Thousands of kids and teens all over this country this school holidays are spending hours each day gaming. It’s not surprising. As a society we’ve introduced a set of humans with partially formed brains (and willpower skills) to a highly addictive, satisfying and fascinating activity and naturally enough they are having trouble turning it off.
But of course we know that it’s not healthy for young people to be on screens 24/7. But if they can’t limit their own use – this means parents and carers have to take charge. But this is tough too. Dealing with technology use for parents can be exhausting, worrying, constant and tiring.
There are many strategies to help kids and teens with their tech use. Positive communication is at the foundation however of all the most successful strategies. Of course, communication is easier said than done. One of our tasks as professionals is to help parents/carers to communicate well with their young people around this issue.
Below I’ve listed 17 questions which – if asked compassionately and at the right time (ie not when they’ve just lost the last Clash of Clans round or are stomping around about not being allowed to be on screens like “all of their friends”) – may increase positive communication about the issue. I’ve found them most useful myself.
You might like to try these questions out with kids/teens you work with – and then send them on to parents you work with and see if it helps in some small way.
- What do you think you learn /what skills do you improve from your gaming/watching online video? What areas of your brain do you feel are working?
- (Hint – If they say “I don’t know”, ask about hand eye co-ordination, problem solving, visual scanning of the environment, reaction time/speed, reading skills, ability to work in a team etc).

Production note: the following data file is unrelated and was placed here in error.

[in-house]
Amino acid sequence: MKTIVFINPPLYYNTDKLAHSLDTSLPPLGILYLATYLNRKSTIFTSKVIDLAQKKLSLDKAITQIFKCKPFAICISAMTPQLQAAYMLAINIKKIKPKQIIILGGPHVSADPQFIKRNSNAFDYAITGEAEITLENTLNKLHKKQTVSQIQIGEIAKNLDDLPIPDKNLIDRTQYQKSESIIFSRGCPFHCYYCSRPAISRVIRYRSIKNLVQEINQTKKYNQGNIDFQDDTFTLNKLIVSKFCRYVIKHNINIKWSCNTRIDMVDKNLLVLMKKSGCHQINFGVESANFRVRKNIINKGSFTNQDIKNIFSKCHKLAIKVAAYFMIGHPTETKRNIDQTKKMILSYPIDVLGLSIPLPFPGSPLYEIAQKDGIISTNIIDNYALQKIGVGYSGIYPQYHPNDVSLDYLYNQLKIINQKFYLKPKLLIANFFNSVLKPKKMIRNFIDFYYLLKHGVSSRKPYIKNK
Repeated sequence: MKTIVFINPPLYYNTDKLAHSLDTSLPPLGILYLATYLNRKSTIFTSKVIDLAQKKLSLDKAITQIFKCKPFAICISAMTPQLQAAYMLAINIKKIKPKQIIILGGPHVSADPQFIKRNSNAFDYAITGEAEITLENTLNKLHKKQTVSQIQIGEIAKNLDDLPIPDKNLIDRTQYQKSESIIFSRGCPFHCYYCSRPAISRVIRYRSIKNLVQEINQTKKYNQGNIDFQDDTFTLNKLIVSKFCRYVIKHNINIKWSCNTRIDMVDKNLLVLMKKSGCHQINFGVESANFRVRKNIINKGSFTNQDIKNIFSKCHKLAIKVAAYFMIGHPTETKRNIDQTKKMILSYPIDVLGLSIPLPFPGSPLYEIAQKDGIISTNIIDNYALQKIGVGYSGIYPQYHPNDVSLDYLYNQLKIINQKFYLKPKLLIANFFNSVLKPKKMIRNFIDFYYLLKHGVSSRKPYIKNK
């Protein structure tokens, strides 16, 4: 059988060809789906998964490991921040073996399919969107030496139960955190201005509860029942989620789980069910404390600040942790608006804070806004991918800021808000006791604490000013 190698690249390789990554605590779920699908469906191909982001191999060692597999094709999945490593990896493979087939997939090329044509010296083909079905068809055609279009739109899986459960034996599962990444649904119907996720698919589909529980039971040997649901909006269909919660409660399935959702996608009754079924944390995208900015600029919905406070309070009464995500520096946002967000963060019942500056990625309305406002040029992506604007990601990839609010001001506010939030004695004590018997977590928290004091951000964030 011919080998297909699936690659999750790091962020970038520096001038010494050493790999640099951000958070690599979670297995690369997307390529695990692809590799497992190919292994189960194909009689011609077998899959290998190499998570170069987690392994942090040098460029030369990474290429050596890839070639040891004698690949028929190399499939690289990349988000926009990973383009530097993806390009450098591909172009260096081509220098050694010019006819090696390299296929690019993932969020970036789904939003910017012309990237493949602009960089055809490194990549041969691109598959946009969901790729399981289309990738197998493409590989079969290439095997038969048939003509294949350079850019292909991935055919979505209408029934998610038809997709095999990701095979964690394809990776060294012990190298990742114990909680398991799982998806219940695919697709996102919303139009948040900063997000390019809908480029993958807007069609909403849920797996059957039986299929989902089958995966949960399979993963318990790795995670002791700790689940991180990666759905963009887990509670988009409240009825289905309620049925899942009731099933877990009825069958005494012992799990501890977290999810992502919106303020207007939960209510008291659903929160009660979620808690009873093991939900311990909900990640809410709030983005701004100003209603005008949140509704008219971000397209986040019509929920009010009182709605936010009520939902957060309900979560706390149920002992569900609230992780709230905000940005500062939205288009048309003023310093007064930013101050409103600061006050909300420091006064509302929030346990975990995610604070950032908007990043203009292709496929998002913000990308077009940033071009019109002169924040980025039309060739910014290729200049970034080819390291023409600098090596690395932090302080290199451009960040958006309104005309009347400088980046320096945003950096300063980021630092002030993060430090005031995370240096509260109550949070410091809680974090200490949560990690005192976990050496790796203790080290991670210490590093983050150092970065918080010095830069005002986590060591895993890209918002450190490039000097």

- Do you think these skills help you in other areas of life?
- Does your gaming/watching online video make it easier to relate to other kids/teens who you know from school? Why or why not?
- Does your gaming/watching of online video use help you be a better friend in some ways? Why or why not?
- What areas in particular do you find fun/do you like about your gaming/watching of online video?
- Would you explain the way your favourite game works to me?
(Hint – if the child/teen gives you a three word reply, gently press for one or two more details. Eg – What is the aim of the game? What kinds of strategies are used? What are the mistakes people make in playing this game? What levels are you up to)
- Can you tell me about your favourite you-tuber/online video channel? (Hint – if the child/teen gives you a brief reply, gently press for one or two more details. Eg-where do they come from? Why are they successful when others aren’t? What is funny about it? Where did you learn about this?)
- What three non-gaming/non-tech activities do you most like to do?(Hint, if the child/teen has difficulty answering, then change question to…”If you really had to do some activities which didn’t involve gaming, tell me three which you would do?”
- Are there any non gaming/video watching activities someone could do with you/or help you get started on/help you set up which you would enjoy? Any others? Any others?
- In your opinion, if your friends were on their devices for every moment they were awake this school holidays, what would be bad about this? (Hint – if you get resistance at this point, back off. It’s also okay to make suggestions – eg imagination, longer term concentration skills, reading skills, how it affects people around you – and see what they think)
- If your family were going to set up a schedule for the next week only about what times of the day/night you would and wouldn’t game – what do you think is reasonable?
- If your family were going to set up a schedule for the next week only about how long (how many minutes/hours) you would and wouldn’t game each day/week – what do you think is reasonable?
- What do your family thinks or feels about your gaming/video watching? (Hint – if child/teen suggests they feel negatively about it then go on to ask – Does that bother you – and if so, why?)
- Would you like adults to be more interested in your gaming/what you are watching – and ask you more questions? Why or why not?
- Do you know what adults’ concerns are about your gaming/video watching? If so, what are they? How much do you agree with each concern?
- What don’t adults understand about why it’s hard for you to turn off gaming/video watching?
- Is there anything I or others can do to help you cope better when you have to stop gaming/watching video?
- What are the things you do (or say to yourself) which help you be less upset when you have to stop gaming/watching video?